MIPS plans 64-bit multithreaded cores

MIPS plans 64-bit multithreaded cores

Technology News |
By eeNews Europe

MIPS will not provide product details on the cores until the launch this fall. But they are expected to act as upgrades for the company’s 34K midrange 32-bit cores.

Prodigy will include at least two members, a single core executing a single instruction per clock and a multiprocessor executing at least two instructions per clock. The multicore version will support at least four threads per core, two virtual processors and nine thread contexts.

The existing MIPS 74K processor is expected to continue to command the company’s high-end given its focus on fast single-thread performance with an out-of-order pipeline. MIPS has not implemented test versions of the Prodigy designs yet, and is not expected to have production quality RTL shipping until early 2012.

MIPS is aiming Prodigy at the ARM Cortex A15 core announced last fall, a 32-bit chip with extended memory addressing. ARM has not yet announced a 64-bit architecture or support for multithreading, but the Denver project, a family of ARM processors in the works at Nvidia, is rumored to include support for both technologies.

Some ARM chip makers including Marvell are driving their chips into server and high-end networking apps. They are putting pressure on ARM to roll out a 64-bit core with multithreading.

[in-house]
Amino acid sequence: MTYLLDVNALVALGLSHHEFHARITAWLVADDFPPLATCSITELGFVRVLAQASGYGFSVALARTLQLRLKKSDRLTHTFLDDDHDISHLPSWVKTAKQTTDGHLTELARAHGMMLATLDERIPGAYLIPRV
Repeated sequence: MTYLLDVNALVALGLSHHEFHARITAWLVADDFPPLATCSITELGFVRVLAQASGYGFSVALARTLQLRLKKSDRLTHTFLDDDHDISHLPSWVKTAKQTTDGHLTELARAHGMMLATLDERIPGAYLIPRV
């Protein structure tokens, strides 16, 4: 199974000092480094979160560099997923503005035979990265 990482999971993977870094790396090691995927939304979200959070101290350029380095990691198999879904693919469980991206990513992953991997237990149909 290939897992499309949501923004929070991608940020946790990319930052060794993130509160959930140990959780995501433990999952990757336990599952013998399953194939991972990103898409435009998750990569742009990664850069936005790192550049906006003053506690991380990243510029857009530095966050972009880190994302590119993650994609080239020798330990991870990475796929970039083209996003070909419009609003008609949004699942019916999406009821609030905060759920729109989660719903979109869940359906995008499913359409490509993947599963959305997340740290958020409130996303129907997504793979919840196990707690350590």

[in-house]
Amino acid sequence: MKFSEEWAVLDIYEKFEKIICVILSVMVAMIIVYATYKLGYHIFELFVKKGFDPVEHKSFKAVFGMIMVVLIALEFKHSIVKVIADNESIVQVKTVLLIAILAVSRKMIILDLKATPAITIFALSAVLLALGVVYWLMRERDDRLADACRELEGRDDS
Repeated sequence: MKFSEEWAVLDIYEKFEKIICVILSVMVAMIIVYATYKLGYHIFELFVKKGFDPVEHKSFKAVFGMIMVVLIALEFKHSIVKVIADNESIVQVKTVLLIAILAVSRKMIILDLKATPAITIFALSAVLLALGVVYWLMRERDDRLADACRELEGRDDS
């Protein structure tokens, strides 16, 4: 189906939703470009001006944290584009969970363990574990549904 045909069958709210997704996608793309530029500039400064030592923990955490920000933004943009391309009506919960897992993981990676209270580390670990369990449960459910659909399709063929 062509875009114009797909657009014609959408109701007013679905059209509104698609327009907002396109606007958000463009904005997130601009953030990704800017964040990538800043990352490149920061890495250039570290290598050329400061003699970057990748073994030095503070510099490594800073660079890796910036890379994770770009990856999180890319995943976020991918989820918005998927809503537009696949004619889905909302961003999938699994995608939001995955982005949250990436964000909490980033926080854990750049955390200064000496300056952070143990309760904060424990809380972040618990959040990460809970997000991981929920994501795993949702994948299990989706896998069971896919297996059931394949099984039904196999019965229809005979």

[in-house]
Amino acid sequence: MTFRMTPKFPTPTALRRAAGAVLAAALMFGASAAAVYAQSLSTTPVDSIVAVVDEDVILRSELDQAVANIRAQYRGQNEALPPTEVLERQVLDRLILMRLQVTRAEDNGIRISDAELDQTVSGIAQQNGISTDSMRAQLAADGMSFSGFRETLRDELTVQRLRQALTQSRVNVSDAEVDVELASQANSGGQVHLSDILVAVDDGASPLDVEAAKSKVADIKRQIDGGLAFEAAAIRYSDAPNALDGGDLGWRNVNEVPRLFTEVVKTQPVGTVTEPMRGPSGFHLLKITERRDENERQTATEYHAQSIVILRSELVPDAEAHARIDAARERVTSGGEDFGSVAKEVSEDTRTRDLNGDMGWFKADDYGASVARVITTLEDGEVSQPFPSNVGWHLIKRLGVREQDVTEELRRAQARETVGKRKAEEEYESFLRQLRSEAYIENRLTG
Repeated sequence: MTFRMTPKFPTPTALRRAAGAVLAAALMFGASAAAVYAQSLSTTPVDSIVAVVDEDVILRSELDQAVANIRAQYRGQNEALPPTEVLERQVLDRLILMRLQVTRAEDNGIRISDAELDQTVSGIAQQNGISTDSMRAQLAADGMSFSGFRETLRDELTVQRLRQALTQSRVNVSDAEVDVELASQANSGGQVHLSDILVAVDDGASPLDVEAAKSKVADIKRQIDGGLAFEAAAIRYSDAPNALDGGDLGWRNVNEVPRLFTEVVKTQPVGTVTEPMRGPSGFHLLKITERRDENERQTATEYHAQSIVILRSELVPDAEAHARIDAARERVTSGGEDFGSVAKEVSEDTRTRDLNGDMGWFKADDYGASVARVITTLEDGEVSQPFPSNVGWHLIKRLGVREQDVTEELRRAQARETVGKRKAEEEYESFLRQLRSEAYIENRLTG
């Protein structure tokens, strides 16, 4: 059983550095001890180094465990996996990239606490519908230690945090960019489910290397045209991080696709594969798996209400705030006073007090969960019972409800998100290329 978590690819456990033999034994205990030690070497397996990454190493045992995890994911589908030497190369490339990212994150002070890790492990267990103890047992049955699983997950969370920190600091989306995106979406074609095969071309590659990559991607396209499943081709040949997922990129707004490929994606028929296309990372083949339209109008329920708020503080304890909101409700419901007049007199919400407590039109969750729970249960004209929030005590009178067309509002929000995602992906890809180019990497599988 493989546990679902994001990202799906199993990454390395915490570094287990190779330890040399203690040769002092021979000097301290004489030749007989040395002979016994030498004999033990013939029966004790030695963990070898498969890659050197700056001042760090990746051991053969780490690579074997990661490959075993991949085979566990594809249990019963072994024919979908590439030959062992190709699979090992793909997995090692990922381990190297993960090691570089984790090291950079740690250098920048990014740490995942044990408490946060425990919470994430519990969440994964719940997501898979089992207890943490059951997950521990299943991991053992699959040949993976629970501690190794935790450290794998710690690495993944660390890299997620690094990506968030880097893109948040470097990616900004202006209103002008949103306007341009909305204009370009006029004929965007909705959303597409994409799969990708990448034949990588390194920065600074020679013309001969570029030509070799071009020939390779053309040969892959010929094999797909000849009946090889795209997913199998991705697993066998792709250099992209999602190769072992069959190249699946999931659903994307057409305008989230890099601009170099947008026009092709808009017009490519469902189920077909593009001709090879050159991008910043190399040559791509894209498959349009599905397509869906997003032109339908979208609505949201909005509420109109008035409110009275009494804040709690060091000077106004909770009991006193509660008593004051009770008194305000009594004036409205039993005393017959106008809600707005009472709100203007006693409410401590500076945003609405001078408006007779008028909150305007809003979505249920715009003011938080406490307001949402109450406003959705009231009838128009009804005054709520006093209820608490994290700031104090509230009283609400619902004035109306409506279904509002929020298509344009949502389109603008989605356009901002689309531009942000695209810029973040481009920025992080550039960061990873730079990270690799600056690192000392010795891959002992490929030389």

An analyst briefed on Prodigy was undecided on whether the cores will help MIPS expand its share of the processor core market, currently stable at about 13 percent by revenue. ARM commands two-thirds of the market with the rest going to a handful of smaller players including Tensilica, IBM and others.

"Getting out early and waving the 64-bit flag will get MIPS some attention," said Joe Byrne, senior analyst with the Linley Group (Mountain View, CA).

MIPS was early in supporting a 64-bit architecture with its R4000 core in 1991 and subsequently its 5K core. However they only supported single-issue pipelines, lacked multithreading support and were replaced about five years ago by more powerful 32-bit parts.

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